More Outdoor Things.

Just a quick post to put some stuff out there.

  • I’ve added a trail map category the the blog so you can get all the maps I’ve posted.
  • My favorite Georgia map site is http://georgiahikes.com Click on the map link to see many trail maps. They also have trail reports.
  • The Pinhoti Trail is well worth exploring.

I’ve gone a bit “gram-weenie” and my current working pack base weight for Philmont is about 18 lbs (this includes some clothes that I will wear which when subtracted lowers it a fair bit (16lbs)).  I don’t think I’m leaking any secure information if you see my working gear list.  I’m not including a stove or fuel bottle in this, but would still be under 20lbs with them (and would loose a fair amount of “leader tax” weight if it were just me soloing).

I just purchased a six moons designs luna solo tent, and really want to try it.  It was extremely easy to set up (1 minute first time) and looks to be very dry in severe weather.  The only drawback is that it is probably a bit short for anyone over 5′ 11″, but it is roomy, light (1.91 lbs with standard floor, stuff sack and stakes) and seriously cool.  Six moons makes a lot of other similar tents, but here in the buggy south I need good insect control, and opted for an integrated bug screen.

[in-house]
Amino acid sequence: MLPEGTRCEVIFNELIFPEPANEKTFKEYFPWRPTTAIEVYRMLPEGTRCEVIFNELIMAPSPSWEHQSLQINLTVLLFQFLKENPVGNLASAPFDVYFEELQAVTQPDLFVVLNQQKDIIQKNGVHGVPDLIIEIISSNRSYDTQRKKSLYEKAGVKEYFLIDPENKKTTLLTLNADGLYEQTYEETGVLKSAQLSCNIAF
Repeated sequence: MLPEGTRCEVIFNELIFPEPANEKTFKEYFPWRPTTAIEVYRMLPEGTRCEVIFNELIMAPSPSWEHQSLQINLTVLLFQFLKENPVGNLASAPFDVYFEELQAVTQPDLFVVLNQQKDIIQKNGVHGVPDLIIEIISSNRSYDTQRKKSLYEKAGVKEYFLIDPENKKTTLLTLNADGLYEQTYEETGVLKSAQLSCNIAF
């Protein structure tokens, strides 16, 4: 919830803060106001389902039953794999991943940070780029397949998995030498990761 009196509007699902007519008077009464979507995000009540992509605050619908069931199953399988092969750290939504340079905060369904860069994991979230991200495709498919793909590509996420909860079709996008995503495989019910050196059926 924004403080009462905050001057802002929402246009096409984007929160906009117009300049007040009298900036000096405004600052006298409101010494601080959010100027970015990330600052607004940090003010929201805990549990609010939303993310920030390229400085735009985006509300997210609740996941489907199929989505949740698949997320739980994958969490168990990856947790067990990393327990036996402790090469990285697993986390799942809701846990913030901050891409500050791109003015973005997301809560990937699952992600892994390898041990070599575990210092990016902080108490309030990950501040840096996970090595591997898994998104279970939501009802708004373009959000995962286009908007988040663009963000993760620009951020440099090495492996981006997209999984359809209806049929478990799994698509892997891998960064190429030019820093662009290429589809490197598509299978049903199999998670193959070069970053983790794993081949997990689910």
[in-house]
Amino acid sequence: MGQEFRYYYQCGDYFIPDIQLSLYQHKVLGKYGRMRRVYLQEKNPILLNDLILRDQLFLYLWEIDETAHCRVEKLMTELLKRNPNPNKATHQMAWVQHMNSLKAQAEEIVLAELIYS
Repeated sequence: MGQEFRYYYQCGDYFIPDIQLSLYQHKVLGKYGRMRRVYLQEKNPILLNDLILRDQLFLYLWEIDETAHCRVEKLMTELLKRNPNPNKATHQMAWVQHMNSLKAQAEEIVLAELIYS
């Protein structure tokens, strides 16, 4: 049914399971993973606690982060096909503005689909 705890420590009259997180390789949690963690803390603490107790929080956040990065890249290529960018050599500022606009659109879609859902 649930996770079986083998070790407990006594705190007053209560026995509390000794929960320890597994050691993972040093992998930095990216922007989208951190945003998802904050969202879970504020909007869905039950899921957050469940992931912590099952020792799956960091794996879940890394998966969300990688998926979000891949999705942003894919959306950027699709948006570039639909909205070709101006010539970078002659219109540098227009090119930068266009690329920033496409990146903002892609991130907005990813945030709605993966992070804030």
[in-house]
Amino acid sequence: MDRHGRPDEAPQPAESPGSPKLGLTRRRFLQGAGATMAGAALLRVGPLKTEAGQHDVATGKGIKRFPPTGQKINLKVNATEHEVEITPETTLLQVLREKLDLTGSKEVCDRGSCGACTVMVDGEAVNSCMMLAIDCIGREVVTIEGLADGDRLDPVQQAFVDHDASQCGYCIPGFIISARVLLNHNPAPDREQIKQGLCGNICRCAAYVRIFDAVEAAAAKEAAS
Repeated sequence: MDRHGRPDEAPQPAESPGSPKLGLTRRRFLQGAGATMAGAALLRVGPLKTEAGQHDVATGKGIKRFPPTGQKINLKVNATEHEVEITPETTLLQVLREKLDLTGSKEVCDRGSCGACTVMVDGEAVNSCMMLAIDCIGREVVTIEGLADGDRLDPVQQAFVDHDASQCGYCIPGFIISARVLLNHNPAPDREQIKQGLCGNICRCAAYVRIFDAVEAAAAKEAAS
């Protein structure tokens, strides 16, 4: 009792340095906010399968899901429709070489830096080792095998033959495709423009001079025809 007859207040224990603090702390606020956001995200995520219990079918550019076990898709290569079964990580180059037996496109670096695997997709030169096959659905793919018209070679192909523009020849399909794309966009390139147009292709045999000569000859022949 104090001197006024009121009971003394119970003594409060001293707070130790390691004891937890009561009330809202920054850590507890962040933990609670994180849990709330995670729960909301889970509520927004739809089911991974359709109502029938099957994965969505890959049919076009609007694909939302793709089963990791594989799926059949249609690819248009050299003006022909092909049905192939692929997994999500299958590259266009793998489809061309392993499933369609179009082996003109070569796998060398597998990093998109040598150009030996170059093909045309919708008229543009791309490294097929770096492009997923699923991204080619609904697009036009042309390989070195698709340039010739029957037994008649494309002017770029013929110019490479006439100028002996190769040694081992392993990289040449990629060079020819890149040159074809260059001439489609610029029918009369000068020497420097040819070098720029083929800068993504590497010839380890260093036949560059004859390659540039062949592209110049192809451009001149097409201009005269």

The other issues that are bothering me right now are how to get 7 boys into 3 tents (since we had a change in crew roster) and making sure that the youth leadership steps up and actually leads.  They haven’t chosen a crew leader or tent partners yet and it’s late.

Written by Rob in: backpacking,gear lists,outdoors |

I don’t hate you but I still won’t post spam.

In checking the 99 spam comments from last night, I saw one amusing one.  It read “don’t hate me – I’m just trying to make some money” and had a link to (probably bogus) phenatrimine web site.  Sorry, as the title says – I won’t hate you, but you still don’t get a free link.   Cheers

Written by Rob in: Uncategorized |